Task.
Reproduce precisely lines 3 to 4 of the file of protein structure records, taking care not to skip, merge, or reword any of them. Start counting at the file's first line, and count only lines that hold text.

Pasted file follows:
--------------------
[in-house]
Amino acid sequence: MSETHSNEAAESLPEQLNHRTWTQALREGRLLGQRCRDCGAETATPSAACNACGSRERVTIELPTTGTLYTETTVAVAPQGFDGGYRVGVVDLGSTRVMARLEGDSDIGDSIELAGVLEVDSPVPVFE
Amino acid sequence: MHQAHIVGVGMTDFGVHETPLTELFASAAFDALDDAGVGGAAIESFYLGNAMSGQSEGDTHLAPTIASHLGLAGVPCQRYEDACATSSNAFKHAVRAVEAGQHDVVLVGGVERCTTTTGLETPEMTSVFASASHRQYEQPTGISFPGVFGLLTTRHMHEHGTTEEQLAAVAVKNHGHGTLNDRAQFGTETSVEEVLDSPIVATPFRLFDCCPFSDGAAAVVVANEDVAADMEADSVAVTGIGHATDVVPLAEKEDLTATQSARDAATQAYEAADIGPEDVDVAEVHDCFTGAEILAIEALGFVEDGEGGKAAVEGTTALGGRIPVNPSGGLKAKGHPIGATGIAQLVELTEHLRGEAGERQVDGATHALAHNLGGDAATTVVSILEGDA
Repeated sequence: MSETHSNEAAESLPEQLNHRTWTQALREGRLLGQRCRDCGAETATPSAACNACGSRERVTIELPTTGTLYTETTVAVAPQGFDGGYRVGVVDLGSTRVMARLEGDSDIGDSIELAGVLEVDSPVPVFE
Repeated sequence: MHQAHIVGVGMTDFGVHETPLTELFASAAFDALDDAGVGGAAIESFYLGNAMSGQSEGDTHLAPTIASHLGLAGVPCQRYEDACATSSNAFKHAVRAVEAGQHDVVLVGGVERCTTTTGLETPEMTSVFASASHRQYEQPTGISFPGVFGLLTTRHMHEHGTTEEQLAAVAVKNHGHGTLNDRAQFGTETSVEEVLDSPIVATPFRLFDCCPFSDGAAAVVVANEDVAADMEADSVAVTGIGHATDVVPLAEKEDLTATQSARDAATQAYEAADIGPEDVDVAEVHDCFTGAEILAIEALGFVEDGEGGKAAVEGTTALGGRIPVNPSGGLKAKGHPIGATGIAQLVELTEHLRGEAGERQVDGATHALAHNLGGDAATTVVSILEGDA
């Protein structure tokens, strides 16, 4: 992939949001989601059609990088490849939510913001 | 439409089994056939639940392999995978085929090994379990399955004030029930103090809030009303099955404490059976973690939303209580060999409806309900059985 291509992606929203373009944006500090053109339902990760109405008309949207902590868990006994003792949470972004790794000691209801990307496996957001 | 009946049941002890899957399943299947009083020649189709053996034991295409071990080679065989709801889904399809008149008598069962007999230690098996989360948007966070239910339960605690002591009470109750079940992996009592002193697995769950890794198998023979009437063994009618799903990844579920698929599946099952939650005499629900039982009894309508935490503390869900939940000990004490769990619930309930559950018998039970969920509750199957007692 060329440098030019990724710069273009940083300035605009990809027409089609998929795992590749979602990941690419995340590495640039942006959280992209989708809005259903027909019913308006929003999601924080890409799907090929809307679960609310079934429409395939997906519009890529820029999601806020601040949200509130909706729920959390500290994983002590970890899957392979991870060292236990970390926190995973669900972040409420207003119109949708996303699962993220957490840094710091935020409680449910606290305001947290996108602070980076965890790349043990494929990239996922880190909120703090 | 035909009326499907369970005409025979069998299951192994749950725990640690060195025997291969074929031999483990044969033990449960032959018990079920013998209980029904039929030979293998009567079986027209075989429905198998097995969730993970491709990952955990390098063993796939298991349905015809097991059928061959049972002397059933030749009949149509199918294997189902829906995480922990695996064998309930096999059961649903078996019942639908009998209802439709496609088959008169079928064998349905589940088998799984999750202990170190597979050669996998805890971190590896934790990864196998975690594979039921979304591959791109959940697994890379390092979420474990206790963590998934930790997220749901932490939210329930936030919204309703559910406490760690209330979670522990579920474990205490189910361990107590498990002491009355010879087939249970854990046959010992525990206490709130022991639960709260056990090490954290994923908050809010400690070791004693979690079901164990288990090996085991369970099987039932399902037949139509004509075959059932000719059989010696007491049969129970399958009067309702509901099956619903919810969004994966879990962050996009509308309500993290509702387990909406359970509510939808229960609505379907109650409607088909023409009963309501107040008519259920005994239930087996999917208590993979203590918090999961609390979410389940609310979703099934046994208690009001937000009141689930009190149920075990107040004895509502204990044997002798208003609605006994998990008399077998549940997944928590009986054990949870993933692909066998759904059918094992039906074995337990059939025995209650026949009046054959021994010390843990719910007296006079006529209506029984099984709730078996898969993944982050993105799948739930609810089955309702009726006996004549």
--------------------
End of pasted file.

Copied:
Amino acid sequence: MHQAHIVGVGMTDFGVHETPLTELFASAAFDALDDAGVGGAAIESFYLGNAMSGQSEGDTHLAPTIASHLGLAGVPCQRYEDACATSSNAFKHAVRAVEAGQHDVVLVGGVERCTTTTGLETPEMTSVFASASHRQYEQPTGISFPGVFGLLTTRHMHEHGTTEEQLAAVAVKNHGHGTLNDRAQFGTETSVEEVLDSPIVATPFRLFDCCPFSDGAAAVVVANEDVAADMEADSVAVTGIGHATDVVPLAEKEDLTATQSARDAATQAYEAADIGPEDVDVAEVHDCFTGAEILAIEALGFVEDGEGGKAAVEGTTALGGRIPVNPSGGLKAKGHPIGATGIAQLVELTEHLRGEAGERQVDGATHALAHNLGGDAATTVVSILEGDA
Repeated sequence: MSETHSNEAAESLPEQLNHRTWTQALREGRLLGQRCRDCGAETATPSAACNACGSRERVTIELPTTGTLYTETTVAVAPQGFDGGYRVGVVDLGSTRVMARLEGDSDIGDSIELAGVLEVDSPVPVFE